I come to you with strange news. Brace yourselves. There is a hundred times more schlock and garbage in unbelieving art than in ours. More terrible camera work. More bad acting. More mindlessness. More soul-lessness. More pitiful lyrics. More misery. not to excuse our own inadequacies (which are all too real), but we should stop fearing the snarkiness of those performing worse than we are.
Need some confidence? Take a look beyond our own pop-frothy moment.
Christian art? Are you kidding me? Christianity has produced the greatest art of all time. Get some swagger, people, because we're undefeated. Did a culture of atheism bring us Handel'sMessiahBach? What faith fed the Dutch masters? Give the cathedrals a glance and then find me better architecture. Have a listen to some American spirituals. To the blues. To gospel. Our brothers illuminated manuscripts (and don't you forget it). Narnia. Hobbits. Folk songs. Symphonies. Through the history of the Christian church there runs a wide and roaring river of artistic glory, feeding believers and unbelievers alike.
Now before you start pointing to some of the unbelieving masters, watch me cheat: all beauty is God's. All truth is God's. All goodness is God's. Even those who hate him are made in his image, and if they, by grace, craft glory, we should thank them very much for their contribution and swipe it.
Read the rest here.

Friday, November 22, 2013

Meditating On Future Life - John Calvin

WHATEVER be the kind of tribulation with which we are afflicted, we should always consider the end of it to be, that we may be trained to despise the present, and thereby stimulated to aspire to the future life. For since God well knows how strongly we are inclined by nature to a slavish love of this world, in order to prevent us from clinging too strongly to it, he employs the fittest reason for calling us back, and shaking off our lethargy. Every one of us, indeed, would be thought to aspire and aim at heavenly immortality during the whole course of his life.

 This life, though abounding in all kinds of wretchedness, is justly classed among divine blessings which are not to be despised. Wherefore, if we do not recognize the kindness of God in it, we are chargeable with no little ingratitude towards him. To believers, especially, it ought to be a proof of divine benevolence, since it is wholly destined to promote their salvation. Before openly exhibiting the inheritance of eternal glory, God is pleased to manifest himself to us as a Father by minor proofs, viz., the blessings which he daily bestows upon us. Therefore, while this life serves to acquaint us with the goodness of God, shall we disdain it as if it did not contain one particle of good? We ought, therefore, to feel and be affected towards it in such a manner as to place it among those gifts of the divine benignity which are by no means to be despised.

 Were there no proofs in Scripture, (they are most numerous and clear,) yet nature herself exhorts us to return thanks to God for having brought us forth into light, granted us the use of it, and bestowed upon us all the means necessary for its preservation. And there is a much higher reason when we reflect that here we are in a manner prepared for the glory of the heavenly kingdom. For the Lord hath ordained, that those who are ultimately to be crowned in heaven must maintain a previous warfare on the earth, that they may not triumph before they have overcome the difficulties of war, and obtained the victory. Another reason is, that we here begin to experience in various ways a foretaste of the divine benignity, in order that our hope and desire may be whetted for its full manifestation. When once we have concluded that our earthly life is a gift of the divine mercy, of which, agreeably to our obligation, it behoves us to have a grateful remembrance, we shall then properly descend to consider its most wretched condition, and thus escape from that excessive fondness for it, to which, as I have said, we are naturally prone.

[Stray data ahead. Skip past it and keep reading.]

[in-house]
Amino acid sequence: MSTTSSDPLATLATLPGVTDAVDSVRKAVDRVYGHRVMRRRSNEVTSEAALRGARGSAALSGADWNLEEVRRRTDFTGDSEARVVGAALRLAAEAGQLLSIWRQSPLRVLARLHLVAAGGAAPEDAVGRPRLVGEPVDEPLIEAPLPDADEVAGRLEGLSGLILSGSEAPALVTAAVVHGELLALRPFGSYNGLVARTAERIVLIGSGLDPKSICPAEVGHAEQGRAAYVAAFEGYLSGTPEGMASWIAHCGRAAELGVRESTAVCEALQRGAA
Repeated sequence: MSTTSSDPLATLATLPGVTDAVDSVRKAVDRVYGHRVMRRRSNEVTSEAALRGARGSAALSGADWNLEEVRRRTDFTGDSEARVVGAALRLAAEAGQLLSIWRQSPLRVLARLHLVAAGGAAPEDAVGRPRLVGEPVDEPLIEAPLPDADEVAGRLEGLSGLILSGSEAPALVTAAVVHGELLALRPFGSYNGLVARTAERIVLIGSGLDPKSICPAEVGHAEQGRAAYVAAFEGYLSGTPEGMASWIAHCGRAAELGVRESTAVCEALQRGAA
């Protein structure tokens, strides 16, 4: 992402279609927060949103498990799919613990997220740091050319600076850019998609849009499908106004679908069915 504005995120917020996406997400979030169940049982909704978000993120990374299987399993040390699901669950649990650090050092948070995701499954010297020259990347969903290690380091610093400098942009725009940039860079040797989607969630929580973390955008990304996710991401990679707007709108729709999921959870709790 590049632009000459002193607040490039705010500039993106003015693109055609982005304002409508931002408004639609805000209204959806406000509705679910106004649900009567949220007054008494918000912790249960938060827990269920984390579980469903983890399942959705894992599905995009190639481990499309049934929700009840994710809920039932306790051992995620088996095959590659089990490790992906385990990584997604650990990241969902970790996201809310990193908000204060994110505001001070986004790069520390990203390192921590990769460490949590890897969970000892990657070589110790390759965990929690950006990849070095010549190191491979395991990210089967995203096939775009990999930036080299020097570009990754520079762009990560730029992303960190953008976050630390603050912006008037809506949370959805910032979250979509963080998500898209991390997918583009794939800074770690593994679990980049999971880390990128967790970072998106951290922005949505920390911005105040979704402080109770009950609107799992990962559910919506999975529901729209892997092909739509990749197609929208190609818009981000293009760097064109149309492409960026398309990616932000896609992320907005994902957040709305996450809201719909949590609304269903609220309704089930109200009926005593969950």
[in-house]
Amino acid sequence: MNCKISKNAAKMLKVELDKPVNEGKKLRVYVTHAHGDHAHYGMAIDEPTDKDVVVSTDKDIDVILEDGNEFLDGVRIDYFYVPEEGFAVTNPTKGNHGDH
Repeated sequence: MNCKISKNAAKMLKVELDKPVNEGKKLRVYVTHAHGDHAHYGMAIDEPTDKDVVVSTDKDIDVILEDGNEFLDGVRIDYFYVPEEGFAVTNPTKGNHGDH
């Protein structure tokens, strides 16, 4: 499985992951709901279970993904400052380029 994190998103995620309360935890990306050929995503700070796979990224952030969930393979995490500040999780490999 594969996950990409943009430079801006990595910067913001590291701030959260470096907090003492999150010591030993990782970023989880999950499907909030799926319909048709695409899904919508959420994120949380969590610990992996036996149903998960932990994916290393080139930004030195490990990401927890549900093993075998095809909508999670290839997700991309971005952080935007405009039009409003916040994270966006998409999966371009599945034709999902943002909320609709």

Wait Til It's Free - Support the Project


My friends Colin and Emily Gunn are busy about another project. This time their focus is Obamacare.


Wait Till It's Free (Teaser Trailer) from Wait Till It's Free on Vimeo.

They are less than $5000 away from their goal with 8 days to go. Visit the Kick Starter Page to see how you can become a part of this important project.

Wednesday, September 25, 2013

He Must Be Repentant

True repentance is the result of an accurate understanding of the significance  and gravity of sin, coupled with an overwhelming desire for the remission of that sin through the person and work of Christ and a turning from sin and dead works to faith and obedience. Jeremiah Burroughs, in his book Gospel Remission, gives us a portrait of true repentance as only a Puritan writer can. In describing the penitent believer's attitude toward his sin, Burroughs writes:

Oh, I see the angry countenance of an infinite God against me, whose eyes are a flaming fire looking with indignation upon me! I see a dismal cloud of the displeasure of the Almighty hanging over me! I see woe, misery, and destruction,  pursuing me! I see blackness of darkness and desolation even surrounding me! I both see and feel the woeful accusations of a guilty conscience within me, condemning me, continually grating upon my soul and terrifying me with dreadful visions of eternal miseries to betide me! I see the chain of black guilt and horror on my soul, that I carry with me wherever I go! I see the bottomless gulf of eternal horror and despair with the mouth of it wide open to swallow me up!

This type of imagery is anything but familiar to those of us who are used to trafficking in the seeker-friendly, purpose-driven, best-life-now drivel of our day. Seldom do we hear about the "black dismal cloud of the displeasure of the Almighty" anymore. However, this is how the repentant sinner thinks about sin.

Monday, September 23, 2013

Luther on Praying for Piety in Marriage

[My] dear son and daughter, you need not consider praying for a pious spouse a disgrace, For you do not consider it a disgrace to ask God to give you a sound hand or leg...Now a pious spouse is as necessary as a sound hand or leg. For if a husband or wife do not turn out well, you enjoy few good days or hours and would prefer to have a paralyzed hand or leg instead. -Martin Luther, What Luther Says

Monday, September 09, 2013

WHO WILL STAND

One of the better memories from 1941

Ladies Pre-War 1941 Columbia Cruiser Bicycle


From a time when bicycles made you feel like you were soaring.
Every time you ride this bit of nostalgia, you'll be on vacation.
$99 opening bid